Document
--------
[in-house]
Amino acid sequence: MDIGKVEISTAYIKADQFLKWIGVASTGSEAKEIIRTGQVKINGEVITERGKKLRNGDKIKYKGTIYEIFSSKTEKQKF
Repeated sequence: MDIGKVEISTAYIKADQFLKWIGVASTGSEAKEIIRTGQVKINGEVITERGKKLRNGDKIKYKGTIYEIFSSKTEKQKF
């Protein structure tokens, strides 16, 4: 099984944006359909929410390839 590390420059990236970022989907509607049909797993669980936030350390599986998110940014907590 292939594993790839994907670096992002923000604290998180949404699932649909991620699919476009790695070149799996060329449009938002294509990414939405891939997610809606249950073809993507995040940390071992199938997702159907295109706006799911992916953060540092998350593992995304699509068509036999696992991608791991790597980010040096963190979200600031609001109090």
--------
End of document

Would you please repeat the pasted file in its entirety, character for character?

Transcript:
[in-house]
Amino acid sequence: MDIGKVEISTAYIKADQFLKWIGVASTGSEAKEIIRTGQVKINGEVITERGKKLRNGDKIKYKGTIYEIFSSKTEKQKF
Repeated sequence: MDIGKVEISTAYIKADQFLKWIGVASTGSEAKEIIRTGQVKINGEVITERGKKLRNGDKIKYKGTIYEIFSSKTEKQKF
């Protein structure tokens, strides 16, 4: 099984944006359909929410390839 590390420059990236970022989907509607049909797993669980936030350390599986998110940014907590 292939594993790839994907670096992002923000604290998180949404699932649909991620699919476009790695070149799996060329449009938002294509990414939405891939997610809606249950073809993507995040940390071992199938997702159907295109706006799911992916953060540092998350593992995304699509068509036999696992991608791991790597980010040096963190979200600031609001109090």